The settling ponds were a substantial economic expense that cut into Tri-County’s production time. They knew they needed a solution to remove fines from their wash water quickly and a smarter way to manage the waste mud.
When Tri-County Paving first started looking for solutions they were focused on cleaning up their settling ponds.
In 2017, they came across Clearwater Industries, Inc. and sent Clearwater slurry samples of their process water for jar testing. Clearwater identified the top-performing polymer flocculant and installed an M500PP Dry Polymer Make-Down System.
“It used to take us 3-4 days to clean our mud pond,” said Rob in 2017. “We have it down now to where we can usually get it done in a day. The labor savings on that alone pay for the product.”
The M500PP provided immediate results for Tri-County’s settlings ponds which received about 1,100 GPM. The system dosed a polymer flocculant solution directly into their settling pond, which dropped the suspended solids out quickly. The settled solids compacted at the bottom of the pond creating a handleable mud while returning clean water to the production process.
“Prior to this, we use to take the mud to a secondary mud pit and leave there for a year to dewater,” Rob added. “Then we would bail it out of that pit with an excavator and put it onto a drying surface and then load it to haul away. It took that long to become firm.”
In 2020, Tri-County decided to remove their settling pond entirely by installing a CW1400HC Clarifying Thickener.
Clearwater worked with Tri-County to redesign their process water flow path to include: a slurry tank, CW1400HC, M500PP, AutoFloc Dosing System, two mud cells with sump.
The slurry tank and pump provide continuous dirty water to the top of the clarifier; automation accounts for any changes in flow rate. The M500PP polymer system was redirected to dose directly into the top of the clarifier at the effluent entrance. The AutoFloc Dosing System uses an infrared probe to monitor flocculation and adjust the polymer dosing pump accordingly, removing full-time operator attention and accounting for any changes in -200# fines or tph in the wash water. Finally, the two mud cells dewater the clarifier mud underflow until the dried mud is discarded.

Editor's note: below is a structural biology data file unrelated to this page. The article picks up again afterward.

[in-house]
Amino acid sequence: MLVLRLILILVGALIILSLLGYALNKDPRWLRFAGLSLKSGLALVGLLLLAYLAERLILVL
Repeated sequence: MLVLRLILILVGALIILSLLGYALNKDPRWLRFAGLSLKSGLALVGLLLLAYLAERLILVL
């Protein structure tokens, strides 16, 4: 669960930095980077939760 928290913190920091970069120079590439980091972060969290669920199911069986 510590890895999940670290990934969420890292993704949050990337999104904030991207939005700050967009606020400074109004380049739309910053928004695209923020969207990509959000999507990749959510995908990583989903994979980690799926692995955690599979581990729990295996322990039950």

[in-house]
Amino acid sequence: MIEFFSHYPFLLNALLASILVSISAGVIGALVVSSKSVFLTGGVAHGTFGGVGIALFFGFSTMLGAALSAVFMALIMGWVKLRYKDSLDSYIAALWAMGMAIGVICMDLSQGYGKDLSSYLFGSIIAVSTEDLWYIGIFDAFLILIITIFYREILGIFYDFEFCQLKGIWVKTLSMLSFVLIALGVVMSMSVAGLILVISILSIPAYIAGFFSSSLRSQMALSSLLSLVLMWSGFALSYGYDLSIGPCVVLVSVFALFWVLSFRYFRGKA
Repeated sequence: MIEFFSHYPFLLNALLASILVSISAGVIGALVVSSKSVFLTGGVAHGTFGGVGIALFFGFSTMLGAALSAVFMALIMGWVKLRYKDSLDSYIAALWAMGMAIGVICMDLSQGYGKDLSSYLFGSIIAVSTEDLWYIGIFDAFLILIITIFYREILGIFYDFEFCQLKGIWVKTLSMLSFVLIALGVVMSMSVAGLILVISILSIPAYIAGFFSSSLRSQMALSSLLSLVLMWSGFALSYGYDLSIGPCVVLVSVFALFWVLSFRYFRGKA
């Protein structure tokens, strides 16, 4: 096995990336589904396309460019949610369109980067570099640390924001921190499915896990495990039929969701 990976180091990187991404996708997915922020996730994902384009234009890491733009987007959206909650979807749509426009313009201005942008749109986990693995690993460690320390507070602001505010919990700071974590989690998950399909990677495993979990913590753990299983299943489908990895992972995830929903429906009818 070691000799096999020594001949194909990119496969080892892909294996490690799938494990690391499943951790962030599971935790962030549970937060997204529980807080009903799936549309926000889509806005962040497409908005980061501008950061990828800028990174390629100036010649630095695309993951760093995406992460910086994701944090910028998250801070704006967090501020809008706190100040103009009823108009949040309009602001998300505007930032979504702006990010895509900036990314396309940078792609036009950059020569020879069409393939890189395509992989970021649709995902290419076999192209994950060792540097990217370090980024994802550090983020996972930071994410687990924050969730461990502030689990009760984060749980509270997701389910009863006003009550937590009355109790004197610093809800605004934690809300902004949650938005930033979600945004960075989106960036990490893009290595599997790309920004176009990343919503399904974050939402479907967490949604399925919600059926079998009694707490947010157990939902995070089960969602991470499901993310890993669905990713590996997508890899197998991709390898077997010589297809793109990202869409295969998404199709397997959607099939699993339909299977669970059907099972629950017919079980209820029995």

“It takes about 8-9 days on average to fill one mud cell, so while one fills, the other one dewaters,” explains Rob. “And it usually takes about 5-8 days for the mud in a cell to dewater which allows us to clean it out while the other cell fills.
“Now it generally takes about nine loader hours to clean out a cell. Sometimes we have two going but usually just one loader. This has been a huge benefit because I usually have one guy running this plant, so he can grab a load of dewatered mud, drop it in the reclaim area, and then grab a load of feed material for the plant. We never have to shut down production now.”
The complete system provides a mud underflow of 64% solids by weight and returns 95% of clean water for reuse.
“It’s tough to quantify the cost savings on this but we know the system has been an absolute benefit to our bottom line,” said Rob. “We had cleaned out our settling ponds about 3 times per season with 5-7 days of downtime each time. Gaining those production days back was a clear return on investment.
“Even bigger than gaining the production days back is having loadable mud from the clarifier. It’s an absolute waste product for us that has to be hauled. Now, after 5-8 days of dewatering, we can load it into a dump truck and take it to its final destination.
“There are huge savings in not having to handle the mud multiple times,” Rob added. “Clearwater’s systems started paying for themselves immediately.”